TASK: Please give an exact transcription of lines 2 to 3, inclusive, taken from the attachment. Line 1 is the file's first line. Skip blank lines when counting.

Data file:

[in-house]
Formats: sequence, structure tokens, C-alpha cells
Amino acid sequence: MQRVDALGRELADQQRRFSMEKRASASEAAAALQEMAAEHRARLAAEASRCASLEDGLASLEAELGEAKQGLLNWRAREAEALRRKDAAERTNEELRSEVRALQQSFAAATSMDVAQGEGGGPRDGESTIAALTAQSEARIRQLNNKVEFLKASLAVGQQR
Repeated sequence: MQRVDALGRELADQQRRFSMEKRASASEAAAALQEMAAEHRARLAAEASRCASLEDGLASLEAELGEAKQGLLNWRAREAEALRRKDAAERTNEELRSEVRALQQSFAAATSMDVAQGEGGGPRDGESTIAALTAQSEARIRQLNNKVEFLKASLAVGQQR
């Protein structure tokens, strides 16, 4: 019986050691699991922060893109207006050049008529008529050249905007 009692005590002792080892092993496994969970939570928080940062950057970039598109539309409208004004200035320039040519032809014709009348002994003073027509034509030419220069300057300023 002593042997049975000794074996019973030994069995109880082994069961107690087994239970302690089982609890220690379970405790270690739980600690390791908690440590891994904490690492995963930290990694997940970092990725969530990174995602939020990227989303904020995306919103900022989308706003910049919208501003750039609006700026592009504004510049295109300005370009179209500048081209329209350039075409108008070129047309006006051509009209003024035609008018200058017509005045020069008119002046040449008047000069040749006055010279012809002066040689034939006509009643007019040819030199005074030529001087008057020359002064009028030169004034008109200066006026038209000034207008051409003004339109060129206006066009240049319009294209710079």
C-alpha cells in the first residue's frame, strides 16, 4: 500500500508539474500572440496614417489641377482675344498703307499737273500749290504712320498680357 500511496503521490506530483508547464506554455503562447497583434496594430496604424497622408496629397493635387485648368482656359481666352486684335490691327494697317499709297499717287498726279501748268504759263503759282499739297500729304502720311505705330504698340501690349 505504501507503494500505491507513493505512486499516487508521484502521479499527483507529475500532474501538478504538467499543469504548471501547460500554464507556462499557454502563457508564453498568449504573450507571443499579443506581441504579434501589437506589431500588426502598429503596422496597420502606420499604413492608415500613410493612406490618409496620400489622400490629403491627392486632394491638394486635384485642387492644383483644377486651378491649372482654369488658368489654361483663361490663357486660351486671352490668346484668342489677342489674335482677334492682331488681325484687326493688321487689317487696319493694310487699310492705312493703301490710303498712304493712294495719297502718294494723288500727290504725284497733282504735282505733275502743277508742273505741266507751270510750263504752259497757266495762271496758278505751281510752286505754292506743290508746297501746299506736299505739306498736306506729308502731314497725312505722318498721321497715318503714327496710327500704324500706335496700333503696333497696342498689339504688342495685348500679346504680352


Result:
Formats: sequence, structure tokens, C-alpha cells
Amino acid sequence: MQRVDALGRELADQQRRFSMEKRASASEAAAALQEMAAEHRARLAAEASRCASLEDGLASLEAELGEAKQGLLNWRAREAEALRRKDAAERTNEELRSEVRALQQSFAAATSMDVAQGEGGGPRDGESTIAALTAQSEARIRQLNNKVEFLKASLAVGQQR